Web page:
Lichen Frittata

Post Angst

Posted in Uncategorized by lichenfrittata on August 5, 2009
Dazed and confused.

Dazed and confused.

Is Columbia Heights full of hipsters? Sure, there are a few. Do they find Target convenient, while also feeling uncomfortable with its mall-like newness? Some of them, certainly. Is this dynamic, perhaps a topic of discussion over a bottle of three-buck chuck, worthy of news coverage? According to the Washington Post, yes indeed!

If this story were just a one-off anomaly, I would roll my eyes and move on: Oh WaPo, trying to show off the fact that you know what hipsters are–even “quasi-hipsters” and “post-hipsters,” as if all white people in gentrifying neighborhoods fell on a continuum of more or less hipster–and have an edgy reporter who understands their ways. But a week ago, there was this story, in which the Post reveals that people like to work in coffeeshops rather than offices, terming the demographic “digital nomads.” Zeitgesity! And then, in a stunning waste of newsprint, reporter Ian Shapira is given some 2,000 words to whine about a profile of his that Gawker linked to and summarized, which Shapira complains was a rip-off of his reporting.

Now, Gawker’s response was typically snotty and triumphal. And yes, it bothers me when aggregation outlets sell ads against content reprinted from newspapers. But the key thing is that the Post probably benefits more from the traffic Gawker drives over there with every link. Page views are not a zero sum game; it’s not like Gawker is taking ad revenues away from the newspaper. You’ll rarely see the New York Times complain about this kind of thing, at least using their own valuable real estate–they’ve made peace with the blogosphere in a way the Post seems unable to do.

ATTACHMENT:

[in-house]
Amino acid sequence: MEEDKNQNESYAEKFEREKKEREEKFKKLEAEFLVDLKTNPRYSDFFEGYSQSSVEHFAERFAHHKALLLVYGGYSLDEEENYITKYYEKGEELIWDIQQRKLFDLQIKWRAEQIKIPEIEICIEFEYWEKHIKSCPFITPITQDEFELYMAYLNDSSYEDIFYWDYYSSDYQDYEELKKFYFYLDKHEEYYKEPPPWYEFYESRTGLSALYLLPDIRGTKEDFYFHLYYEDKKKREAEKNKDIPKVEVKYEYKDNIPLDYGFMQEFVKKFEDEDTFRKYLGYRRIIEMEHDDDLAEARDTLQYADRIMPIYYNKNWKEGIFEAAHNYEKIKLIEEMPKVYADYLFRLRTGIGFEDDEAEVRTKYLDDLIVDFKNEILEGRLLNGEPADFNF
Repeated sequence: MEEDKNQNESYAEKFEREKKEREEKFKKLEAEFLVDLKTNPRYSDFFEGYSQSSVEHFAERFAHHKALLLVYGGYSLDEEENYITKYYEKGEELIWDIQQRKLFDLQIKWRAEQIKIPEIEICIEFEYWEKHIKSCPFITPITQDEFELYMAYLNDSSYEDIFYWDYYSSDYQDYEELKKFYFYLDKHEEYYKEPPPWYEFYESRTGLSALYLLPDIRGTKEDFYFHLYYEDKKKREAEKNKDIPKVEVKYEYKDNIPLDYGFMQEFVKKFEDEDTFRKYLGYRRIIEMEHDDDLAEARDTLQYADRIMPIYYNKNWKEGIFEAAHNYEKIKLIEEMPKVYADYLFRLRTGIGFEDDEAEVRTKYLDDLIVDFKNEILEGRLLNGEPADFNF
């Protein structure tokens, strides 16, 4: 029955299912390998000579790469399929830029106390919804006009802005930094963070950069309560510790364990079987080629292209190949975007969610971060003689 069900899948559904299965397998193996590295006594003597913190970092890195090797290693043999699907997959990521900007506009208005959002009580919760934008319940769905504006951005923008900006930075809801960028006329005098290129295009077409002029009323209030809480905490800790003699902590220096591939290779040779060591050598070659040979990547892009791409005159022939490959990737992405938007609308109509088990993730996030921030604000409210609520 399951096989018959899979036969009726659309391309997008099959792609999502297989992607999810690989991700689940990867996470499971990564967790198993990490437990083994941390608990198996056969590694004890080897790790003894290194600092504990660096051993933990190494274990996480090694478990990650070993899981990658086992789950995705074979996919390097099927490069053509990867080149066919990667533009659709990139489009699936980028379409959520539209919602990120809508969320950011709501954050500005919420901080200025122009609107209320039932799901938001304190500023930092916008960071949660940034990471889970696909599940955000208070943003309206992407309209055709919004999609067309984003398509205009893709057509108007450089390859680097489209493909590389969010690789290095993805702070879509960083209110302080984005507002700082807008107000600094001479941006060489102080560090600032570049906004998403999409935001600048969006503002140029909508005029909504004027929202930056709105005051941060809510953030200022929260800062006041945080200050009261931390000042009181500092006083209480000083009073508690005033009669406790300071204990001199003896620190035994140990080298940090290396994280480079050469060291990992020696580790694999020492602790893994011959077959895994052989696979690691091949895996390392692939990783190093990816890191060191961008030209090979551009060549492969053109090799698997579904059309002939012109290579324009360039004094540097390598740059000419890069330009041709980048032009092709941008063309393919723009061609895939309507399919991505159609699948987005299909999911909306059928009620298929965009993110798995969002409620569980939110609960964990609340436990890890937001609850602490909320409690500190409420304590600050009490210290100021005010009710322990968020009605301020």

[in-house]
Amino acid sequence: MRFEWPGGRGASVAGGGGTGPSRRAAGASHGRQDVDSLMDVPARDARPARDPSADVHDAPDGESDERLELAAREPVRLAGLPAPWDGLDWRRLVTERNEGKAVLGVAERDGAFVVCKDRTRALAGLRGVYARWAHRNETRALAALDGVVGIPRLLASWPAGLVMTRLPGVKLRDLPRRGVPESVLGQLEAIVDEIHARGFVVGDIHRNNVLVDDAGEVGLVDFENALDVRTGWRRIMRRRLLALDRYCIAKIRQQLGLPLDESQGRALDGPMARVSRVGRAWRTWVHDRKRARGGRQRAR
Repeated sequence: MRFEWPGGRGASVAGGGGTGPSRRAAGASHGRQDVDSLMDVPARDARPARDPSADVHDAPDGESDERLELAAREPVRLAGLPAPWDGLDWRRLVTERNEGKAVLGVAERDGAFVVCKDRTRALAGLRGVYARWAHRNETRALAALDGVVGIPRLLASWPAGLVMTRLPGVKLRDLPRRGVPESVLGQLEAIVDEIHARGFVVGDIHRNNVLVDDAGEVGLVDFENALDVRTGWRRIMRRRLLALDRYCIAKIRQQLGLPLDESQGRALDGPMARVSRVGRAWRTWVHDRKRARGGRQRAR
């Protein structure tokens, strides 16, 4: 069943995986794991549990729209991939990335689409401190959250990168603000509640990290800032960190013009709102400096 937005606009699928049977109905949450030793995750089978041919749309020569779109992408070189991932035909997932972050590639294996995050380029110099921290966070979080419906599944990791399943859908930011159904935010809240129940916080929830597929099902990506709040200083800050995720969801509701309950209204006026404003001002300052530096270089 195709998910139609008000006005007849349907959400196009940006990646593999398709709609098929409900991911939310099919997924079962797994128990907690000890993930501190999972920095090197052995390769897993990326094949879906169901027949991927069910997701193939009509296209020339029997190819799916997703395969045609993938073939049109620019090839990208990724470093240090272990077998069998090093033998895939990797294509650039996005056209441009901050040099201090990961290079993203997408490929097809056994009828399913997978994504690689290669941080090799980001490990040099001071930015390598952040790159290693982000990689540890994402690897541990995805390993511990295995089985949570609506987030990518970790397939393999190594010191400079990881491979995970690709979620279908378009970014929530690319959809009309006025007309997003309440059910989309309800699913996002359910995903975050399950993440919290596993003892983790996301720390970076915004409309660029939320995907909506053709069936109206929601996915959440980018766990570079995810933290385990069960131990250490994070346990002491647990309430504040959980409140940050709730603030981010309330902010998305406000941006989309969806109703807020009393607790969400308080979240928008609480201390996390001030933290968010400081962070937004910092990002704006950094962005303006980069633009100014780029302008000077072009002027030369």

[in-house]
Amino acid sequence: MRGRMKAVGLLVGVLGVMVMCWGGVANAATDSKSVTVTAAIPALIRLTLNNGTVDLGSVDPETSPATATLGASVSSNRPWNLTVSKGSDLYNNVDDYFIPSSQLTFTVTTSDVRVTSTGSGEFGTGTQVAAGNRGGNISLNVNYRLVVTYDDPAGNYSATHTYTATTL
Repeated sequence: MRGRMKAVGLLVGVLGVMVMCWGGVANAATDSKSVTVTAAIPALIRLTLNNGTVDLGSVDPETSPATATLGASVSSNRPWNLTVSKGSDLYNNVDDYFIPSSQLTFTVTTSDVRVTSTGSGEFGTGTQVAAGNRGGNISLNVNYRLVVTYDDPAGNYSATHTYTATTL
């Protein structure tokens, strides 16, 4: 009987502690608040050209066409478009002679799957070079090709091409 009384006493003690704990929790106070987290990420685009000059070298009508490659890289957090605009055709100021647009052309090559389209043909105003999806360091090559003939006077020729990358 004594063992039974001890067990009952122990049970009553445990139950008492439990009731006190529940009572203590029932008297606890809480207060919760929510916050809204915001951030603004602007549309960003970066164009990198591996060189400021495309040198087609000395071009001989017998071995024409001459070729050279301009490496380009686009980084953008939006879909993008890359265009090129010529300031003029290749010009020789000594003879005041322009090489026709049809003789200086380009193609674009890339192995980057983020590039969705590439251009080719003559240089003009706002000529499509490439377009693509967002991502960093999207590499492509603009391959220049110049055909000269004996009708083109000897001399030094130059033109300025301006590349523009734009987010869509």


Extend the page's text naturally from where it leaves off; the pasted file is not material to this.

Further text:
Perhaps the most egregious example of this is Dana Milbank and Chris Cilizza’s utterly un-funny attempt at web video, in which Milbank even outdid his latest childish snit. Andy Cobb perfectly captured the frat boy idiocy of the whole endeavor, and also articulated exactly what’s at the heart of this rash of strangely strained stories: The Post can’t figure out what the internet wants.

WaPo, you’re my hometown paper now. Please stop trying to simultaneously be Gawker and getting mad at Gawker for being itself. What was wrong with just covering the news anyway?


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